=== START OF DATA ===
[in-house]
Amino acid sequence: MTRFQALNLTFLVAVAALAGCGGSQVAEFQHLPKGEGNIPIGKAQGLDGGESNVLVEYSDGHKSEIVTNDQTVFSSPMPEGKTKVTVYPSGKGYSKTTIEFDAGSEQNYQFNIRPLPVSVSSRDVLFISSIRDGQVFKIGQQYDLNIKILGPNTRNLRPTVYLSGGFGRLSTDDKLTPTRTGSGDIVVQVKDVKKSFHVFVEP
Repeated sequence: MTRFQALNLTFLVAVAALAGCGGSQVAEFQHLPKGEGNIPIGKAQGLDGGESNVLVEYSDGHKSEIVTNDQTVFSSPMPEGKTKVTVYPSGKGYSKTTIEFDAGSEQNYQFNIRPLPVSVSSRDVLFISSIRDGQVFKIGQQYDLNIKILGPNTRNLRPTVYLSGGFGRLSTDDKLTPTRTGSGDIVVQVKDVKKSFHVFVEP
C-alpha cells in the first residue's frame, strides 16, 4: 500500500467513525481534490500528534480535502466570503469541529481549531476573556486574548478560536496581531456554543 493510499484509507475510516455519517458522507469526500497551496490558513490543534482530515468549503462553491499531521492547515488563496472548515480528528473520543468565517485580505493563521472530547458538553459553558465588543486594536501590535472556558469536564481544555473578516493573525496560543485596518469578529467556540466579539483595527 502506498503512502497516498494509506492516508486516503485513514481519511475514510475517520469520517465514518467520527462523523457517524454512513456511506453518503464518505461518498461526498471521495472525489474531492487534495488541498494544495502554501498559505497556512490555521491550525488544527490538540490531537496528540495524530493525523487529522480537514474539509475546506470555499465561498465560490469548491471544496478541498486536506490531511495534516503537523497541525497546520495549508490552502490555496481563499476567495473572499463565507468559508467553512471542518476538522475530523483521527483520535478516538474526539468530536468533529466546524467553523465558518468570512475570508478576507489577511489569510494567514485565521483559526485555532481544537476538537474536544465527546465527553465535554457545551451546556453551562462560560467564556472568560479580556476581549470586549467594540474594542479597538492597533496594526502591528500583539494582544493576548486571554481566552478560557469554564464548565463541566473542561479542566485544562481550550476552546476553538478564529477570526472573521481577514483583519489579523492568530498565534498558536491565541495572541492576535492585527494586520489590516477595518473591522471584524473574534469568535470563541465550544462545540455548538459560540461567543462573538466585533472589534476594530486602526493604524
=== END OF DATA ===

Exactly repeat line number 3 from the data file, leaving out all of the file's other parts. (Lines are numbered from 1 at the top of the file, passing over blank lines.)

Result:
Repeated sequence: MTRFQALNLTFLVAVAALAGCGGSQVAEFQHLPKGEGNIPIGKAQGLDGGESNVLVEYSDGHKSEIVTNDQTVFSSPMPEGKTKVTVYPSGKGYSKTTIEFDAGSEQNYQFNIRPLPVSVSSRDVLFISSIRDGQVFKIGQQYDLNIKILGPNTRNLRPTVYLSGGFGRLSTDDKLTPTRTGSGDIVVQVKDVKKSFHVFVEP